We resumed our meetings this week after 2 months during which we traveled to places we weren’t able to go during the no-travel restrictions.
We talked about how describing our art helps build a connection with the viewer and the artist but at the same time might interfere with how the viewer connects with the artwork. And if written in an esoteric tone, artist statements may give the impression that we claim a certain high-level place for ourselves. Cindi shared how she recently realized that her recent color palette was perhaps her voice, what she wants to say with her art. Danielle talked about how the colors dance and sing for her and there is no other answer to the question of “why” when it comes to choosing her colors – they speak for themselves. Carly mentioned how diverting from what is expected from an artist might help staying “alive” when one has the courage to do so. Brooke said the words might provide an intimate connection if we can speak at the same level as the viewer – which to her is the only level. As for me, I have much to say about my art and I want to share them if anybody wants to listen however in some cases I am afraid that my inspiration and what I visualize might replace the imagination of the viewer. Cindi also brought up the 100 day Instagram challenge I took in spring saying that it was a good example of how art says different things to different people. So I think it isn’t about guessing what the artist intents to say it is more about what art says to the viewer. Maybe we are all saying that art talks about truth either mine or yours – I didn’t say that, just thought of it now : )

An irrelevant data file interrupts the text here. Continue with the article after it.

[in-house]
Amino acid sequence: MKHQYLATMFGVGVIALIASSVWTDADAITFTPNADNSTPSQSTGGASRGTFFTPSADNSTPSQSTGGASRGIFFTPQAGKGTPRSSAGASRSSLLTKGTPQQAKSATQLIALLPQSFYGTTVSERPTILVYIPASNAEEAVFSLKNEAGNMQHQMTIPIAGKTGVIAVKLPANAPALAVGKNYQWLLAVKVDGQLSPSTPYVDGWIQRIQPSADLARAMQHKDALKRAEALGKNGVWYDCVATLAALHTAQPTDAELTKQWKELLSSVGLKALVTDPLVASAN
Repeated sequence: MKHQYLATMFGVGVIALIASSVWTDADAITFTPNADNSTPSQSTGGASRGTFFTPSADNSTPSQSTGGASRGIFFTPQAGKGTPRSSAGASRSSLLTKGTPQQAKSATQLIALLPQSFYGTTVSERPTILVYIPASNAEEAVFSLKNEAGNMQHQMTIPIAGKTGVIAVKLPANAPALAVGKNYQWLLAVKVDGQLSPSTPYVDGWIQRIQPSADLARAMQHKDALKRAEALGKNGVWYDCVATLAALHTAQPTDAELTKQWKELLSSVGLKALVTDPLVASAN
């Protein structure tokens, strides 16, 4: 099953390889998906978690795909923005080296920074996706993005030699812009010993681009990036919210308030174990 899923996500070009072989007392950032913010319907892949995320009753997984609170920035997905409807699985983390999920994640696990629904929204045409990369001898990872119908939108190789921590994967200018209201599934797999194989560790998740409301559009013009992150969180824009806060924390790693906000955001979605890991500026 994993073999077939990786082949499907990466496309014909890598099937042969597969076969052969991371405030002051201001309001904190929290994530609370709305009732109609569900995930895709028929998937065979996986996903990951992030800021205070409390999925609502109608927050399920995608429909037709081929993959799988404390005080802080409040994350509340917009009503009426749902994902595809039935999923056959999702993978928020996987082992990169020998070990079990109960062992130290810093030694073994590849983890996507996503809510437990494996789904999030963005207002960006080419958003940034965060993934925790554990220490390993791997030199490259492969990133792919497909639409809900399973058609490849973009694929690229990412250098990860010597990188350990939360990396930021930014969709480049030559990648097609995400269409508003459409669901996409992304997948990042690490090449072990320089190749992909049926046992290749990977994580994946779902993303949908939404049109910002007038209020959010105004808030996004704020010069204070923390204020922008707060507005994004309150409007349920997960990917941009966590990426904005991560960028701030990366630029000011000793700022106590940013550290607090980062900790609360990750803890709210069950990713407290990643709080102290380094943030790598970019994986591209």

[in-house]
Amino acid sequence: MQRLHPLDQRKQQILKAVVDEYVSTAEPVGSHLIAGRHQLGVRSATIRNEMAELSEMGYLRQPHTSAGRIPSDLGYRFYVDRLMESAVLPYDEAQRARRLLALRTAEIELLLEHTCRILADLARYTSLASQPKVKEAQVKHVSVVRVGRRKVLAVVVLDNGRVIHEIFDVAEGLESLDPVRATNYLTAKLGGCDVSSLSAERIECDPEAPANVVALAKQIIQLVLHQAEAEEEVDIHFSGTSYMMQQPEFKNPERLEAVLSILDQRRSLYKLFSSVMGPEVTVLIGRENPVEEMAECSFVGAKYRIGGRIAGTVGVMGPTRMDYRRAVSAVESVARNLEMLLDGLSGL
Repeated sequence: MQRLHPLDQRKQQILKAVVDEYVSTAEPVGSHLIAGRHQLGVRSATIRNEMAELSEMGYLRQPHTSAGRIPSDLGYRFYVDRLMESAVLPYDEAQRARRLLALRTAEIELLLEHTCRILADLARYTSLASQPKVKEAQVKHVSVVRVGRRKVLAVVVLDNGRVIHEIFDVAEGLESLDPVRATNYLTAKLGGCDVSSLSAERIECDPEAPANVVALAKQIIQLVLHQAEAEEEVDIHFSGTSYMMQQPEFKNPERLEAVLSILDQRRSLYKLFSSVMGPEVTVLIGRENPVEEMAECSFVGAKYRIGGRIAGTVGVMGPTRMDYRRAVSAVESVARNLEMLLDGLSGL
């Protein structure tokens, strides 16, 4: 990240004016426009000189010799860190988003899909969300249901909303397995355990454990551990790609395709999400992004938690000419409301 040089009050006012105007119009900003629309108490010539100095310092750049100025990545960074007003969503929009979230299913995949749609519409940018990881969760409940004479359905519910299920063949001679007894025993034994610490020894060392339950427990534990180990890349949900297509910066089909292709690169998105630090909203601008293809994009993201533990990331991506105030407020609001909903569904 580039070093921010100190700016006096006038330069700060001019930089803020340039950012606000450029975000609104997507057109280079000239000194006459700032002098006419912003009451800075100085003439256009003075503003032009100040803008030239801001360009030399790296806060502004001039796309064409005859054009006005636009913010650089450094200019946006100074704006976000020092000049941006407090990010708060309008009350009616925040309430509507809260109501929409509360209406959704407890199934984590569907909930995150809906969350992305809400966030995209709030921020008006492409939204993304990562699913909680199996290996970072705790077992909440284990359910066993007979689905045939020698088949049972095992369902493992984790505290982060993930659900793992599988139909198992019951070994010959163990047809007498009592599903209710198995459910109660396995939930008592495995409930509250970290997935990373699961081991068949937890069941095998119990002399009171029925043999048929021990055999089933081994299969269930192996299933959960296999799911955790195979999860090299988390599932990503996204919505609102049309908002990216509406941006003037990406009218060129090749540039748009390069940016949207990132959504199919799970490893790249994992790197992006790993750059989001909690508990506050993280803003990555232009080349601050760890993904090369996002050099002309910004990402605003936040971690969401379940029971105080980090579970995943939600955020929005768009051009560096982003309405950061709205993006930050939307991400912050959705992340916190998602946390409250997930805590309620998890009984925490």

Another interesting topic that came up was whether if we should keep our emotions/problems/sorrow or our past, present and even future with us while creating? Does this depend on who we are? Can we or should we really control such things?
In our next meeting on the 23rd (at 11:00 this time) we will talk about “being alone” and how that might change we see ourselves and indirectly how we make art. I was inspired by the following excerpt from ‘Alone’ in “Consolations:The Solace, Nourishment and Underlying Meaning of Everyday Words.” By David Whyte.
“To be alone for any length of time is to shed an outer skin. The body is inhabited in a different way when we are alone than when we are with others.
Alone, we live in our bodies as a question rather than a statement.
The permeability of being alone asks us to re-imagine ourselves, to become impatient with ourselves, to tire of the same old story and then slowly hour by hour, to start to tell the story in a different way as other parallel ears, ones we were previously unaware of, begin to listen to us more carefully in the silence. For a solitary life to flourish, even if it is for only for a few precious hours, aloneness asks us to make a friend of silence, and just as importantly, to inhabit that silence in our own particular way, to find our very own way into our own particular and even virtuoso way of being alone.”